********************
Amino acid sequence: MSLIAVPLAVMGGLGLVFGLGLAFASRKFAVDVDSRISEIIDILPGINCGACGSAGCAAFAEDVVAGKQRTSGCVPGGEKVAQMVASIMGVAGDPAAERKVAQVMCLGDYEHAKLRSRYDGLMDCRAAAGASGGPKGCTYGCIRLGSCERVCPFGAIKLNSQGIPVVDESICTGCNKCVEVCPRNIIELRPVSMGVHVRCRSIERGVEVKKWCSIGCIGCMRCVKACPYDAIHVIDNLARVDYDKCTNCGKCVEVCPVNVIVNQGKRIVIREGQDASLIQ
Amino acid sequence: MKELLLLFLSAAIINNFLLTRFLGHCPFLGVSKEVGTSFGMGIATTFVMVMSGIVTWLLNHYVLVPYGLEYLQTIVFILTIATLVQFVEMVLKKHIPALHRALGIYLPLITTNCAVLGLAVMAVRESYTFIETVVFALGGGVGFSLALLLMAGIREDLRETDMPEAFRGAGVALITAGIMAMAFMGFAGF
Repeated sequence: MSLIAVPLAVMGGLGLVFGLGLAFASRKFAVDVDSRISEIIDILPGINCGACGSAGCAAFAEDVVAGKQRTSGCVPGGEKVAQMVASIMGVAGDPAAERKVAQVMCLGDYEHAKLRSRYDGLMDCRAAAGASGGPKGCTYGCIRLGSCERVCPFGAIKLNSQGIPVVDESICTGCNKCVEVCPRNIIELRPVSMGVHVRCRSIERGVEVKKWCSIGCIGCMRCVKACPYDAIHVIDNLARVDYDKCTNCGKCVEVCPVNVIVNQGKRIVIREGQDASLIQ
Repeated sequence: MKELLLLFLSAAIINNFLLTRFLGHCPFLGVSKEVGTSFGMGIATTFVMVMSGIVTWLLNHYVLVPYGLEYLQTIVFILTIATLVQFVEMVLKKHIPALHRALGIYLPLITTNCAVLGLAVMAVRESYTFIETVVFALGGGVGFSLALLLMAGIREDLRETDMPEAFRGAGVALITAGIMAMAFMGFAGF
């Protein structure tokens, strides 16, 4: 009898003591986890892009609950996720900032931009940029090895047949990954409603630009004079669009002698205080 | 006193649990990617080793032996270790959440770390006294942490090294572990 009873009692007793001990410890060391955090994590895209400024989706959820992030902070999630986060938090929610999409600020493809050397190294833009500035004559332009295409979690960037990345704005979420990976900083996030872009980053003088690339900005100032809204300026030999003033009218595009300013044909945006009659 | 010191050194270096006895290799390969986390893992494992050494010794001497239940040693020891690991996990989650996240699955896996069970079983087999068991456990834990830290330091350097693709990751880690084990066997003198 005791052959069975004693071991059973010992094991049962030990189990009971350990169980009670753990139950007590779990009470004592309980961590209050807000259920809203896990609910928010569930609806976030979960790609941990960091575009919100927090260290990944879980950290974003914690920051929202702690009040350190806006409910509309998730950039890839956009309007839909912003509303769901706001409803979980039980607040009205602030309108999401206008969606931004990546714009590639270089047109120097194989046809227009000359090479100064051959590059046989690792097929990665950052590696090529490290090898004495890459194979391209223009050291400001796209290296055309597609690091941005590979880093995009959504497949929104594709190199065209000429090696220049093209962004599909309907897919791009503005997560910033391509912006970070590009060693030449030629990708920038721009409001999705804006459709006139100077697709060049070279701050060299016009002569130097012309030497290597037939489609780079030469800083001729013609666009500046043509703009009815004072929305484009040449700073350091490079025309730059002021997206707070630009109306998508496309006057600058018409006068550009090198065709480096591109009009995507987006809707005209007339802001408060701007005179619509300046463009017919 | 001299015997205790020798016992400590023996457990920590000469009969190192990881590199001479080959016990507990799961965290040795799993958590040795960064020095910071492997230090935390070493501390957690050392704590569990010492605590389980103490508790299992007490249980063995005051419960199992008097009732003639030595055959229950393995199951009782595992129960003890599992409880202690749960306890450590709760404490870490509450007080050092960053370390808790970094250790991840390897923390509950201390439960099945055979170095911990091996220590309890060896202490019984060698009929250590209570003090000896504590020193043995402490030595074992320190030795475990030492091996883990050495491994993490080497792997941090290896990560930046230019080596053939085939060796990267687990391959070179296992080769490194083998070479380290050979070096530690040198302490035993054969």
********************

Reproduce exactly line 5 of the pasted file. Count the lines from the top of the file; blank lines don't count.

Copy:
């Protein structure tokens, strides 16, 4: 009898003591986890892009609950996720900032931009940029090895047949990954409603630009004079669009002698205080 | 006193649990990617080793032996270790959440770390006294942490090294572990 009873009692007793001990410890060391955090994590895209400024989706959820992030902070999630986060938090929610999409600020493809050397190294833009500035004559332009295409979690960037990345704005979420990976900083996030872009980053003088690339900005100032809204300026030999003033009218595009300013044909945006009659 | 010191050194270096006895290799390969986390893992494992050494010794001497239940040693020891690991996990989650996240699955896996069970079983087999068991456990834990830290330091350097693709990751880690084990066997003198 005791052959069975004693071991059973010992094991049962030990189990009971350990169980009670753990139950007590779990009470004592309980961590209050807000259920809203896990609910928010569930609806976030979960790609941990960091575009919100927090260290990944879980950290974003914690920051929202702690009040350190806006409910509309998730950039890839956009309007839909912003509303769901706001409803979980039980607040009205602030309108999401206008969606931004990546714009590639270089047109120097194989046809227009000359090479100064051959590059046989690792097929990665950052590696090529490290090898004495890459194979391209223009050291400001796209290296055309597609690091941005590979880093995009959504497949929104594709190199065209000429090696220049093209962004599909309907897919791009503005997560910033391509912006970070590009060693030449030629990708920038721009409001999705804006459709006139100077697709060049070279701050060299016009002569130097012309030497290597037939489609780079030469800083001729013609666009500046043509703009009815004072929305484009040449700073350091490079025309730059002021997206707070630009109306998508496309006057600058018409006068550009090198065709480096591109009009995507987006809707005209007339802001408060701007005179619509300046463009017919 | 001299015997205790020798016992400590023996457990920590000469009969190192990881590199001479080959016990507990799961965290040795799993958590040795960064020095910071492997230090935390070493501390957690050392704590569990010492605590389980103490508790299992007490249980063995005051419960199992008097009732003639030595055959229950393995199951009782595992129960003890599992409880202690749960306890450590709760404490870490509450007080050092960053370390808790970094250790991840390897923390509950201390439960099945055979170095911990091996220590309890060896202490019984060698009929250590209570003090000896504590020193043995402490030595074992320190030795475990030492091996883990050495491994993490080497792997941090290896990560930046230019080596053939085939060796990267687990391959070179296992080769490194083998070479380290050979070096530690040198302490035993054969």